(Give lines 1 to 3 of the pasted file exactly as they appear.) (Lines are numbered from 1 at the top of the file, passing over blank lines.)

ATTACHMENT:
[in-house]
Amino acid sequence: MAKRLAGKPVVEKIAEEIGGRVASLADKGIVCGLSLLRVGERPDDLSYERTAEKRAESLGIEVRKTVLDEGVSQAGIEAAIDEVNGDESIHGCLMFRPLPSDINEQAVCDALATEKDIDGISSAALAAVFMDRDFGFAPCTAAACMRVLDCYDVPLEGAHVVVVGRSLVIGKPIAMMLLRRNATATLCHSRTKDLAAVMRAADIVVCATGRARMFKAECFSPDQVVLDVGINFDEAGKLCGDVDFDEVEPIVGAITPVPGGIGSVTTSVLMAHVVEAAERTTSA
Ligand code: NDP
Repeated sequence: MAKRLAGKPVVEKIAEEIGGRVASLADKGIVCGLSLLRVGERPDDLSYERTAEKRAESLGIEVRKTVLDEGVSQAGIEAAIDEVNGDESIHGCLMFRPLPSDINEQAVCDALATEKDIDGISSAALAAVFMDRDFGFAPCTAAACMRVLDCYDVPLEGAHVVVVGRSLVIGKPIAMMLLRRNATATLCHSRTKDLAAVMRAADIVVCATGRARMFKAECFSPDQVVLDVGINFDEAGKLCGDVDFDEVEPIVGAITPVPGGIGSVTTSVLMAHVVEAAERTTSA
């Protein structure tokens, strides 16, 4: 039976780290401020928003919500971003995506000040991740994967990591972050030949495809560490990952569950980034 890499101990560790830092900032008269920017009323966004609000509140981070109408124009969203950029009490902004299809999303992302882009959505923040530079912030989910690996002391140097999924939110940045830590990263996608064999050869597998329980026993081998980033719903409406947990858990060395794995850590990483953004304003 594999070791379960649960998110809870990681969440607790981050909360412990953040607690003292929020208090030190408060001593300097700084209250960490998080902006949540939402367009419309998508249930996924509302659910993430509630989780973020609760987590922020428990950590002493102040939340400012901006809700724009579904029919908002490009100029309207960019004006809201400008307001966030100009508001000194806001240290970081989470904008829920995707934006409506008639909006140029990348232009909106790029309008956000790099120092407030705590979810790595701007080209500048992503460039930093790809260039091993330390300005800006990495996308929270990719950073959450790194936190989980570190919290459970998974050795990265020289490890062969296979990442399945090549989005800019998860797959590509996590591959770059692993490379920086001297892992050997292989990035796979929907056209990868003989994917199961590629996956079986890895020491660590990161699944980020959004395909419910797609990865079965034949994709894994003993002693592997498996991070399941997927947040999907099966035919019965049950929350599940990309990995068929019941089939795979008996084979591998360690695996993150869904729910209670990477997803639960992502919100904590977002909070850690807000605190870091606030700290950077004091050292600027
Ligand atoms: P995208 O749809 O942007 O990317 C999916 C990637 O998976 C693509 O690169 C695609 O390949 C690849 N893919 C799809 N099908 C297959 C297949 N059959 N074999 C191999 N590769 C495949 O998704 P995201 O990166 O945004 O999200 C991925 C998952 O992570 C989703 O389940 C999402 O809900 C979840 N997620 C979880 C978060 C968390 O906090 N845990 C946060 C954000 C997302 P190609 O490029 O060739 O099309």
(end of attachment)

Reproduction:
[in-house]
Amino acid sequence: MAKRLAGKPVVEKIAEEIGGRVASLADKGIVCGLSLLRVGERPDDLSYERTAEKRAESLGIEVRKTVLDEGVSQAGIEAAIDEVNGDESIHGCLMFRPLPSDINEQAVCDALATEKDIDGISSAALAAVFMDRDFGFAPCTAAACMRVLDCYDVPLEGAHVVVVGRSLVIGKPIAMMLLRRNATATLCHSRTKDLAAVMRAADIVVCATGRARMFKAECFSPDQVVLDVGINFDEAGKLCGDVDFDEVEPIVGAITPVPGGIGSVTTSVLMAHVVEAAERTTSA
Ligand code: NDP